• Significantly Undercapitalized - FHLBank has less than 75 percent of one or

both of its risk-based or minimum capital requirements; and

• Critically Undercapitalized - FHLBank total capital is two percent or less

of total assets. Under the regulations, the Director of the Finance Agency (Director) will make a capital classification for each FHLBank at least quarterly and notify the FHLBank in writing of any proposed action and provide an opportunity for the FHLBank to submit information relevant to such action. The Director is permitted to make discretionary classifications. An FHLBank must provide written notice to the Finance Agency within 10 days of any event or development that has caused or is likely to cause its permanent or total capital to fall below the level required to maintain its most recent capital classification or reclassification. The regulations delineate the types of prompt corrective actions the Director may order in the event an FHLBank is not adequately capitalized, including submission of a capital restoration plan by the FHLBank and restrictions on its dividends, stock redemptions, executive compensation, new business activities, or any other actions the Director determines will ensure safe and sound operations and capital compliance by the FHLBank. On June 24, 2014, the Bank received notification from the Director that, based on March 31, 2014 data, the Bank meets the definition of "adequately capitalized." As of June 30, 2014 and December 31, 2013, the Bank had capital stock subject to mandatory redemption from 12 and 17 members and former members, respectively, consisting of B1 membership stock and B2 activity-based capital stock. The Bank is not required to redeem or repurchase such capital stock until the expiration of the five-year redemption period or, with respect to activity-based capital stock, until the later of the expiration of the five-year redemption period or the activity no longer remains outstanding. The Bank, in its discretion, may repurchase excess capital stock subject to certain limitations and thresholds in the Bank's capital plan. The Bank's capital management plan is discussed in more detail in the Bank's Form 10-K, Item 7, Management's Discussion and Analysis of Financial Condition and Results of Operations - Financial Condition - Capital.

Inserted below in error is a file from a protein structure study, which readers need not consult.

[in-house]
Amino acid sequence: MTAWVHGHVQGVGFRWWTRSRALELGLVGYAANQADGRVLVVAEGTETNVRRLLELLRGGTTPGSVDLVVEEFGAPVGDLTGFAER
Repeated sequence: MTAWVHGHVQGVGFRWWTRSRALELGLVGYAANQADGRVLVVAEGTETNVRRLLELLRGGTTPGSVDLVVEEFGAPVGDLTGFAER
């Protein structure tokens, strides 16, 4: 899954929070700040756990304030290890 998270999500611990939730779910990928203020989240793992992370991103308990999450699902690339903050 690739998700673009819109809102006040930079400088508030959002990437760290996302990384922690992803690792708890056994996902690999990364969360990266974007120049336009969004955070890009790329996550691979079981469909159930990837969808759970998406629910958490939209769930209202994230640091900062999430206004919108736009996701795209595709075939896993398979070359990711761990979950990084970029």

Results of Operations

The following is a discussion and analysis of the Bank's results of operations for the second quarter and first six months of 2014 and 2013.

44



--------------------------------------------------------------------------------

Table of Contents

Net Income